Home Minnesota Educator Educators working to support school board, levy elections see mostly success this fall

Educators working to support school board, levy elections see mostly success this fall

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Local unions who got involved in recommending school board candidates and helping to pass levy referendums saw a majority of success across the state this fall—a major win, especially in many districts who faced well-funded, anti-union candidates.

Local unions of Education Minnesota endorsed 53 school board candidates and 45 of them won, or 85 percent. Union-endorsed slates of candidates swept the open seats in six highly contested suburban districts: Bloomington, Fridley, Minnetonka, Mounds View, Rosemount-Apple Valley-Eagan and Roseville. Union-supported candidates also won special elections in Chisago Lakes, Columbia Heights and Stillwater.

“The national movement to restrict what books students can read, what they can learn about history, and whether they can be their authentic selves in class was on the ballot this year,” said Denise Specht, the president of Education Minnesota in a press release after Election Day, Nov. 7. “Minnesotans rejected it. Instead, they voted for candidates who pledged to offer schools where all students and educators feel welcome and supported.

“There was an unprecedented amount of engagement and funding by state and national anti-union groups in these local elections. I think every educator hopes those groups will look at these results and start putting their money elsewhere so we can get back to focusing on our students and the working conditions in our schools. Clearly, the politics of dog whistles and division has no place in Minnesota’s classrooms.”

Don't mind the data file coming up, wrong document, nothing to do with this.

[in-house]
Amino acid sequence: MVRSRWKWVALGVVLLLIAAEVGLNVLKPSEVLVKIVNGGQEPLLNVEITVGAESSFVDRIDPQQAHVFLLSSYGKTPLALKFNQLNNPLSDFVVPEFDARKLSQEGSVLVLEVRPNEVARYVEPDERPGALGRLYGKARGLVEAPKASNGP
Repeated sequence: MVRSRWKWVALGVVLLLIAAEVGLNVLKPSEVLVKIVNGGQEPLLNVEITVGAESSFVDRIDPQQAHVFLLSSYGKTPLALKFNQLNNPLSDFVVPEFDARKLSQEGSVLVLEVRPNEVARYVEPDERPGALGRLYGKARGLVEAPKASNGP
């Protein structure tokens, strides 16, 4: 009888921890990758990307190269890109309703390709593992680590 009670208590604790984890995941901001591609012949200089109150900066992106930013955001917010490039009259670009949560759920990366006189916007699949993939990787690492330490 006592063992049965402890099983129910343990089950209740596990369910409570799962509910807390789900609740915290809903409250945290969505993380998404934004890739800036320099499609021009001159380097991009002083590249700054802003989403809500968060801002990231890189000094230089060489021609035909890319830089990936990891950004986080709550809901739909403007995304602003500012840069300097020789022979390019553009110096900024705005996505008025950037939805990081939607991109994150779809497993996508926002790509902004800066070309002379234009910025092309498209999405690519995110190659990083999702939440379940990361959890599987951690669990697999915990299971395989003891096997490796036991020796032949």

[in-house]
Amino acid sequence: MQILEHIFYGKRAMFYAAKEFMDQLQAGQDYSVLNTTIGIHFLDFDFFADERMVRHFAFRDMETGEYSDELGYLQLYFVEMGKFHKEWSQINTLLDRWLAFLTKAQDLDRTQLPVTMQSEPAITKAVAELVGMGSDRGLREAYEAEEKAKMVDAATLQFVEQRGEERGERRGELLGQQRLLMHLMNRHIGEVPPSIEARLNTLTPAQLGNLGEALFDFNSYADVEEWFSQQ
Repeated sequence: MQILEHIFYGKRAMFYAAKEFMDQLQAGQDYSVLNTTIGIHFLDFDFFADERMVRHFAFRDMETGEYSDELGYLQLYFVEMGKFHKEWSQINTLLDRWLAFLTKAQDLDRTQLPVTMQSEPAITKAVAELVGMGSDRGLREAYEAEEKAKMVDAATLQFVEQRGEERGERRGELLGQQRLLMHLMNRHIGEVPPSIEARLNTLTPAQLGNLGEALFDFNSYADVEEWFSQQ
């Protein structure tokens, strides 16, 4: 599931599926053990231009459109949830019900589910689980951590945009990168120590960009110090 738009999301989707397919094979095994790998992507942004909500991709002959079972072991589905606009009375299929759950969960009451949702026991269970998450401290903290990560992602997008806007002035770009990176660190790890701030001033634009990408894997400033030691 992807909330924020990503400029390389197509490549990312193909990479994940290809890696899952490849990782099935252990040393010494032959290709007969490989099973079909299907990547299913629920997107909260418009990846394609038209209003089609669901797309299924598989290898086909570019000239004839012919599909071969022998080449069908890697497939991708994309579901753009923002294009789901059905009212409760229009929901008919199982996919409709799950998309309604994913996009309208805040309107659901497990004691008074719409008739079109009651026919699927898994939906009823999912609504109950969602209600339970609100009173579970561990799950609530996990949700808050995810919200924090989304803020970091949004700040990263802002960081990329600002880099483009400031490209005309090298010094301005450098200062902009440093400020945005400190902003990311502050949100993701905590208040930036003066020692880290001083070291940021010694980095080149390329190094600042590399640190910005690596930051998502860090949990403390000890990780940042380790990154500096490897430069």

Education Minnesota also supported 38 local unions of educators in campaigns to raise revenue through local levy referendums. Of those districts, voters approved at least one question in 60 percent of the locals.

“This was a difficult year to pass levy referendums, especially in Greater Minnesota,” Specht said. “The districts that failed to pass their referendums will face tough decisions about their budgets, which could affect the quality of education their students receive.”

Fifteen percent of Education Minnesota’s Political Action Committee funding goes directly to local elections, a percentage that continues to grow as more and more locals get involved in school board races and levy and bond referendums.

The PAC makes funds available to locals for campaigns. To be eligible, at least 90 percent of a local’s members must be contributing to the PAC. Qualifying locals are eligible to receive between $7 to $8 per member with some matching local funds. All locals, regardless of size, are eligible for a minimum of $850 per fiscal year.

Go to www.educationminnesota.org/advocacy/edmnvotes/local-elections to learn more if your local is planning any referendum or school board elections in the future.

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